Only time and checkbooks will tell whether or not the Syria donors conference held in London Thursday will be hailed an historic day for Syria and the almost 20 million vulnerable Syrian refugees worldwide.
On the face of it, more than 60 countries pledged $10 billion — about $5.6 billion for 2016 and $5.1 billion for 2017-2020. This is in addition to the $1.8 billion pledged last year for 2016 in Kuwait, and exceeds Thursday’s $9.1 billion goal, set by the United Nations after three listless pledging rounds in four years.
But the conference marks a departure from the pledging norm for another reason. For the first time, donors like the United Kingdom emphasized nonhumanitarian, sector-based goals, focusing on education more than food aid, and economic development in lieu of things like shelter.
Aid staples like food and shelter will be part of the package, of course, but by focusing on education and livelihoods, donors put in place a framework for long-term development without leapfrogging humanitarian response. U.K. Prime Minister David Cameron announced, along with the financial pledges, the collective pledge to put “1 million children in the region in school by the end of this school year,” and “create 1.1 million jobs for refugees and residents in the region.”
The goal, as U.K. Secretary of State for International Development Justine Greening said during a civil society summit Wednesday at the Royal Society in London, is to connect the immediate and long-term needs by focusing on both the monetary and development metrics — namely the number of jobs created and children returned to school.
“It’s an attempt to move away from a continuous annual cycle of humanitarian pledges, to something that’s focusing on trying to, in the words [Greening] used, promote resilience within conflict,” said Frances Guy, head of the Middle East region at Christian Aid.
Possibly as a result, countries pledged over longer periods — Germany set the bar at four years’ worth of funding — and donors divided themselves into plenaries to suss out what would be needed to meet the education and economic goals.
The private sector also played a role in the potential shift. Scholastic, the Agha Khan Foundation, European Bank for Reconstruction and Development and others pledged almost $1.5 billion. Concessional financing could also serve to lengthen donors’ engagement in the region, with more than $40 billion in loans pledged over four years by multilaterals such as the World Bank.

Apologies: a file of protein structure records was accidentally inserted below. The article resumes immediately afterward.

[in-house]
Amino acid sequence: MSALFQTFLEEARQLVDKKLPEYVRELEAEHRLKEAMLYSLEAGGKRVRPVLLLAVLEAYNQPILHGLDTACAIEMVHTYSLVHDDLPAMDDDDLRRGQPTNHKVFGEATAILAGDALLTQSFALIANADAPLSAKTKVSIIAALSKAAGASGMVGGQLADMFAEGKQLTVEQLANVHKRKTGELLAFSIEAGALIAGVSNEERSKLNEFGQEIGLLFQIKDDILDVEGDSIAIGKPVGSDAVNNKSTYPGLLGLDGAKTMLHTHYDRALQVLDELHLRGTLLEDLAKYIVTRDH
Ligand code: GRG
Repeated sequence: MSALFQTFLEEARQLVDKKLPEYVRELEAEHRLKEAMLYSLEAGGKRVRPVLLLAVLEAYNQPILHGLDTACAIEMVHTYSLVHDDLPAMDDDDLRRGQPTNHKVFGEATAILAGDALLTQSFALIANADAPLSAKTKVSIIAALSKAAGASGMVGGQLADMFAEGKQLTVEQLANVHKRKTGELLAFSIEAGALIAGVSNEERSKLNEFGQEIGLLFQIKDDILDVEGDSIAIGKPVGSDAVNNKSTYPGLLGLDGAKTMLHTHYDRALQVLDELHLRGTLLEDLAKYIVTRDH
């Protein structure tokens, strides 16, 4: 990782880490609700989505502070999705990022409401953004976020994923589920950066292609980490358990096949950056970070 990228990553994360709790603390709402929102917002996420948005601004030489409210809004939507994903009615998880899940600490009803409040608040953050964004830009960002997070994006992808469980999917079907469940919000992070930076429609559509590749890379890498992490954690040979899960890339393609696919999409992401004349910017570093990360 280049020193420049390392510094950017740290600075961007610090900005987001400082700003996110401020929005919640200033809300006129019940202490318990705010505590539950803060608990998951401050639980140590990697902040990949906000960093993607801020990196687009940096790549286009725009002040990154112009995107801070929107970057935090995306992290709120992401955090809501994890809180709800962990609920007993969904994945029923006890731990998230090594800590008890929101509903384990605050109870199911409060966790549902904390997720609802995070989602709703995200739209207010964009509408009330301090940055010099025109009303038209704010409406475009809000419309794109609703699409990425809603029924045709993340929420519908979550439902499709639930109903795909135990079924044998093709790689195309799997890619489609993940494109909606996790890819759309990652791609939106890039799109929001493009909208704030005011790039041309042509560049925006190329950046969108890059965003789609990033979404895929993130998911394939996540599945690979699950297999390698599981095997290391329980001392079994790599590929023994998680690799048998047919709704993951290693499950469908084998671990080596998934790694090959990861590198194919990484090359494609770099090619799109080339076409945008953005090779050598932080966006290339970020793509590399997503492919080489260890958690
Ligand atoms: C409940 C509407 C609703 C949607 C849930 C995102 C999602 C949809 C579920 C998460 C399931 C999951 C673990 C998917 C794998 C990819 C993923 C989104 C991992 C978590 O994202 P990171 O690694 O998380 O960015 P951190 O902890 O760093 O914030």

Finally, the recipient countries took the reigns of the funding talks when King Abdullah II of Jordan served donors a quid pro quo: Jordan, Lebanon, Egypt and Turkey would create a number of work permits for refugees in exchange for the guarantee of multiyear commitments from donors, increased trade preferences, and investment from the private sector.
One might say these countries, currently hosting more than 4.5 million refugees (not counting the millions displaced by previous conflicts) have leveraged space in their countries in exchange for real, sustained development.
Whether the arrangement is a chance to close the humanitarian and development gap, an economic hostage or a politically expedient solution to Europe’s “migrant crisis” perhaps isn’t important, some suggest. In the grand scheme of things, according to some development professionals, it could add up to good development outcomes.
“I think the quid pro quo could be helpful, because one of the challenges is that big promises get made and of course they don’t get delivered,” Laurie Lee, CEO of Care International U.K., told Devex.
“If there’s really a deal, then those countries can threaten not to follow through, so it can actually strengthen accountability,” he said.
Aid professionals emphasized the need, overall, of an end to the violence before real progress can start.
“If the political intent — and one has to question that,” Guy said, “is to stop refugees moving to Europe, then the best thing you can do is to stop the fighting in Syria, and help Syrians build their society.”
Guy also pointed out that donors could be at risk of sacrificing quality over quantity in education and job creation, given the already overburdened schools and job markets in the region.
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